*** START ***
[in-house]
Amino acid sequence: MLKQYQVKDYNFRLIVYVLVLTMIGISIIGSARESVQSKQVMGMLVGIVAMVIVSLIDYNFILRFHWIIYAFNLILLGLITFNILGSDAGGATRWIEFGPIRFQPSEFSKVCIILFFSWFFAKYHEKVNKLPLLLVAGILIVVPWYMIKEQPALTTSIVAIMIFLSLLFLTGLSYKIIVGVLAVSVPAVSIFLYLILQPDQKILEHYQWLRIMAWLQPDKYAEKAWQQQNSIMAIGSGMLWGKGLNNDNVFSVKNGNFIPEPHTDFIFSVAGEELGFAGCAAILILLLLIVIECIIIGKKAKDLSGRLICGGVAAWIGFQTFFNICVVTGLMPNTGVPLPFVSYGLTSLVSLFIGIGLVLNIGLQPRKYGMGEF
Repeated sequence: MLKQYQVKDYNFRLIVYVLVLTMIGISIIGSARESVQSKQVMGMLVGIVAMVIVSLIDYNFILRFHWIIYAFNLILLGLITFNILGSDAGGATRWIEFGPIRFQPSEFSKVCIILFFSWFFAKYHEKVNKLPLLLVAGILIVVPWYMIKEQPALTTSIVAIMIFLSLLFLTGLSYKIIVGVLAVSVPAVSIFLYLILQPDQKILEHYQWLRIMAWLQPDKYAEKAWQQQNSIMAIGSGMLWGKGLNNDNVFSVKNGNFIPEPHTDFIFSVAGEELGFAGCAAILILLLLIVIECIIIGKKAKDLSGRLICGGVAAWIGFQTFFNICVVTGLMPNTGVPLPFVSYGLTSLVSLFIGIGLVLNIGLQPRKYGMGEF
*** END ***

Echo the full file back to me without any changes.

[in-house]
Amino acid sequence: MLKQYQVKDYNFRLIVYVLVLTMIGISIIGSARESVQSKQVMGMLVGIVAMVIVSLIDYNFILRFHWIIYAFNLILLGLITFNILGSDAGGATRWIEFGPIRFQPSEFSKVCIILFFSWFFAKYHEKVNKLPLLLVAGILIVVPWYMIKEQPALTTSIVAIMIFLSLLFLTGLSYKIIVGVLAVSVPAVSIFLYLILQPDQKILEHYQWLRIMAWLQPDKYAEKAWQQQNSIMAIGSGMLWGKGLNNDNVFSVKNGNFIPEPHTDFIFSVAGEELGFAGCAAILILLLLIVIECIIIGKKAKDLSGRLICGGVAAWIGFQTFFNICVVTGLMPNTGVPLPFVSYGLTSLVSLFIGIGLVLNIGLQPRKYGMGEF
Repeated sequence: MLKQYQVKDYNFRLIVYVLVLTMIGISIIGSARESVQSKQVMGMLVGIVAMVIVSLIDYNFILRFHWIIYAFNLILLGLITFNILGSDAGGATRWIEFGPIRFQPSEFSKVCIILFFSWFFAKYHEKVNKLPLLLVAGILIVVPWYMIKEQPALTTSIVAIMIFLSLLFLTGLSYKIIVGVLAVSVPAVSIFLYLILQPDQKILEHYQWLRIMAWLQPDKYAEKAWQQQNSIMAIGSGMLWGKGLNNDNVFSVKNGNFIPEPHTDFIFSVAGEELGFAGCAAILILLLLIVIECIIIGKKAKDLSGRLICGGVAAWIGFQTFFNICVVTGLMPNTGVPLPFVSYGLTSLVSLFIGIGLVLNIGLQPRKYGMGEF